McCartney Times

45 Years Ago: Paul McCartney Releases the Controversial ‘Give Ireland Back to the Irish’

45 Years Ago: Paul McCartney Releases the Controversial ‘Give Ireland Back to the Irish’

February 19
10:22 2017

In February 1972 Paul McCartney reacted to a horrific event by writing and releasing “Give Ireland Back to the Irish.” It seemed to be an act of honesty, but was there more to it?On Jan. 30, 1972, British soldiers shot 26 unarmed civilians in Derry, Northern Ireland, killing 13 on the scene. The incident, an extension of politico-religious tensions reaching back to the 17th century, became known as “Bloody Sunday” – tragically, the fourth violent event relating to Anglo-Irish relations to be given the name.Images from the scene, including that of Father Edward Daly waving a blood-stained handkerchief for a white flag as friends carried a dying man to safety, provoked horror and anger across the world. And in London’s Abbey Road Studios, it provoked Paul McCartney into an action that could have put his fledgling post-Beatles career on the line.His song “Give Ireland Back to the Irish” was written the next day, with assistance from wife Linda, then recorded by his band Wings the day after, and released four weeks later, on Feb. 25 (28 in the U.S.). Musically, it’s hardly groundbreaking. It might even pass for a pub rock band ditty, if it wasn’t for some of those impossible-to-ignore sparks of brilliance that demonstrate genius at work.But that wasn’t the point. The point was that McCartney was at the right place at the right time to be proactive about the horror, while many others could only feel helpless. His parents were of Irish origin and his home city, Liverpool, was a port center less than 140 miles from Dublin. He reflected in 2016: “Half of Liverpool comes from Ireland. That was the shocking thing – It felt like we were fighting us, an that we’d killed them, and it was all very visibly on the news.”Source: 45 Years Ago: Paul McCartney Releases the Controversial ‘Give Ireland Back to the Irish’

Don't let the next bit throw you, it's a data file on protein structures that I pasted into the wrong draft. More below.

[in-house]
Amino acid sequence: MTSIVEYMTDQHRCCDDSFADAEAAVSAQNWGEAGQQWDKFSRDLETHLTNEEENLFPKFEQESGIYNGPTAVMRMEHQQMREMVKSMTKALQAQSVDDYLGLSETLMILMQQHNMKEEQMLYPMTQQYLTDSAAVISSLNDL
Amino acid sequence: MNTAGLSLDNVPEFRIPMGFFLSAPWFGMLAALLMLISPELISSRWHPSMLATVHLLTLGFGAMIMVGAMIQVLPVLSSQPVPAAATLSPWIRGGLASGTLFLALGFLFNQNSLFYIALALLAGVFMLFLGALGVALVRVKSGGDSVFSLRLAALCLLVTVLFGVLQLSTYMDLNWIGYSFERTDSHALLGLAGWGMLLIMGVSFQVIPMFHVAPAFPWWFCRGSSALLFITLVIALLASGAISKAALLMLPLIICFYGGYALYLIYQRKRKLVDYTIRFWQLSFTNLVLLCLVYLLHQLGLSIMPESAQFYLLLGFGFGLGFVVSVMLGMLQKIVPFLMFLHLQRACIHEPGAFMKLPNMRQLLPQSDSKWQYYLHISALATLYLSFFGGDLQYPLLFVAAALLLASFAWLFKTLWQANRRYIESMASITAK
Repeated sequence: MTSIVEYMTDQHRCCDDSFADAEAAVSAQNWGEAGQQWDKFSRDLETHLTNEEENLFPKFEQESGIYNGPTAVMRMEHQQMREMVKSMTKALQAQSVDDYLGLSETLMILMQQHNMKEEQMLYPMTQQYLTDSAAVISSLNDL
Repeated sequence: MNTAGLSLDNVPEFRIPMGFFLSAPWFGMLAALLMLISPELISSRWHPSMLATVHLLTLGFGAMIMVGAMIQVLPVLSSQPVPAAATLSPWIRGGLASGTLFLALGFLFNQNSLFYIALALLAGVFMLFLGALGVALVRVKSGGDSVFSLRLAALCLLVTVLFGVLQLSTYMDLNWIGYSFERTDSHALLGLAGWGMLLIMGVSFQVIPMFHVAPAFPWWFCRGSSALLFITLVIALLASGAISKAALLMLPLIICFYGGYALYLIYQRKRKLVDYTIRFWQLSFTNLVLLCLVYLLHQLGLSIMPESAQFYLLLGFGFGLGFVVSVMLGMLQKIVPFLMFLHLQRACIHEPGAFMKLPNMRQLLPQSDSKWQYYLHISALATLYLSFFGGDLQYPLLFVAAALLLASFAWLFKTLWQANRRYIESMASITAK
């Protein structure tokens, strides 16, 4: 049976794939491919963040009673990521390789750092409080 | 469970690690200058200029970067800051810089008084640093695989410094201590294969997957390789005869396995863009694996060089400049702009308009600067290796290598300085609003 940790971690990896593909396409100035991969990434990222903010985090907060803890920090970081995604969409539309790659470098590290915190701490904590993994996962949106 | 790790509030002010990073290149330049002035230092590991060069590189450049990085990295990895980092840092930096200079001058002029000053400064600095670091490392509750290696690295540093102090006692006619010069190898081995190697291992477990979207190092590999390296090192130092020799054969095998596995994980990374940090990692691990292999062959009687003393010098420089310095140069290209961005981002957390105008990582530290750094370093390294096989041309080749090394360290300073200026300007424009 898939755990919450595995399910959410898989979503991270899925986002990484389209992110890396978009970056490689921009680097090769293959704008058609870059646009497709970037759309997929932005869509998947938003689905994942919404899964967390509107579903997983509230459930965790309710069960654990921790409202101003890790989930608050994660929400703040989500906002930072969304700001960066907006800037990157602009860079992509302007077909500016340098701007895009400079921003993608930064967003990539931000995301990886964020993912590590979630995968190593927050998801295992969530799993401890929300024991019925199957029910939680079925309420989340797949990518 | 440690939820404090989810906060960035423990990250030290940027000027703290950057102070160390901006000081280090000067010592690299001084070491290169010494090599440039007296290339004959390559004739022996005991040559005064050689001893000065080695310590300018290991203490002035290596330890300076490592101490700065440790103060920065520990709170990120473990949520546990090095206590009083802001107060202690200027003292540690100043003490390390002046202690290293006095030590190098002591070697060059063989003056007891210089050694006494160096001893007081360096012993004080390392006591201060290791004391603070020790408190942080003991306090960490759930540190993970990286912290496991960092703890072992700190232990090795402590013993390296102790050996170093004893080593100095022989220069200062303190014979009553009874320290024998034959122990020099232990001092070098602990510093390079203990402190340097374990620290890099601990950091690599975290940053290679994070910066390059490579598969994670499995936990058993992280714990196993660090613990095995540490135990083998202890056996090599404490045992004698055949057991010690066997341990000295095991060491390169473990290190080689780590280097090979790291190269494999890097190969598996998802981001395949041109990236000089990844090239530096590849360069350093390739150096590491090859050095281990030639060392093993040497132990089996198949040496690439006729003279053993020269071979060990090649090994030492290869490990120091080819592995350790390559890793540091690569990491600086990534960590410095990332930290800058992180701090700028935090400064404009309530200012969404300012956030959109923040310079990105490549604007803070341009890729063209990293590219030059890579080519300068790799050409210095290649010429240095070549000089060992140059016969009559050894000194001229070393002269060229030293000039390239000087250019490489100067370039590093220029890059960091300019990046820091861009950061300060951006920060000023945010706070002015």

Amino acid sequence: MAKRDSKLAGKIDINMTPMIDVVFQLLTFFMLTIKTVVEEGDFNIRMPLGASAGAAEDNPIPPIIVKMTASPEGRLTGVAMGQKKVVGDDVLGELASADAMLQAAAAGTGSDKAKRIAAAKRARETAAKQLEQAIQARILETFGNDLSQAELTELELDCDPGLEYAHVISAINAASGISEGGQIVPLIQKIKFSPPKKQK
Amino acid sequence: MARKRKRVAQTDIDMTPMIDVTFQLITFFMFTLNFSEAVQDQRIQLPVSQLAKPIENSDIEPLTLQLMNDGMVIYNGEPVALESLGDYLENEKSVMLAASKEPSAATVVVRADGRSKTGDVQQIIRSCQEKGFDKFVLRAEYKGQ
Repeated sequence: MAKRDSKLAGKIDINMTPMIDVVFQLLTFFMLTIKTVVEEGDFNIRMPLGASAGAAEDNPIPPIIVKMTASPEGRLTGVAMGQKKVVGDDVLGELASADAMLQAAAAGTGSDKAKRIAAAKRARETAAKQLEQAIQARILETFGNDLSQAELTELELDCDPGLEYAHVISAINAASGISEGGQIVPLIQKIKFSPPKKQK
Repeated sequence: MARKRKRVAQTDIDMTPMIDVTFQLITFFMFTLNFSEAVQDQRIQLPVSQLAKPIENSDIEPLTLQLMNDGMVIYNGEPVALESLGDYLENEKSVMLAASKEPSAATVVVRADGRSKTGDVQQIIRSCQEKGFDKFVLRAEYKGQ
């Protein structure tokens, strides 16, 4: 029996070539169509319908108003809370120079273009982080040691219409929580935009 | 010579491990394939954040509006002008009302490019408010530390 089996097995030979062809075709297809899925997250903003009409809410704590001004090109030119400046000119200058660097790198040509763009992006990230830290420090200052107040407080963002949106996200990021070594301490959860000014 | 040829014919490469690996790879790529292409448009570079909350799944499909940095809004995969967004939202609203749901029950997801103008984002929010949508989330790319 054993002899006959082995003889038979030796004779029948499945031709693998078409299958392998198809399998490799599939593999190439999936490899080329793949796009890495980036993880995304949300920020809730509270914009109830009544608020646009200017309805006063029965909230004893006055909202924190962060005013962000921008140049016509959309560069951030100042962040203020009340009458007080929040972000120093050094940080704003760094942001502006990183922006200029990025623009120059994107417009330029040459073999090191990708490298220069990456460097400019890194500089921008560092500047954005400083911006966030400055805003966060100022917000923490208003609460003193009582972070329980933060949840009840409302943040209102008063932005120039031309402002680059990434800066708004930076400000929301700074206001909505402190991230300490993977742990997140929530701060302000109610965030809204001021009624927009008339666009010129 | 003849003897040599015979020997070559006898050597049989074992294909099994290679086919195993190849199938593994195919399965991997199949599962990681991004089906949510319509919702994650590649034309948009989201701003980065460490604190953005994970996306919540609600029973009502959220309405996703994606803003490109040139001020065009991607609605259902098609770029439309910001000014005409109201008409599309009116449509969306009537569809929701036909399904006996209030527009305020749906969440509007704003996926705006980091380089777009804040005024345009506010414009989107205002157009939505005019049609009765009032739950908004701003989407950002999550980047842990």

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Martin Nethercutt

Martin Nethercutt

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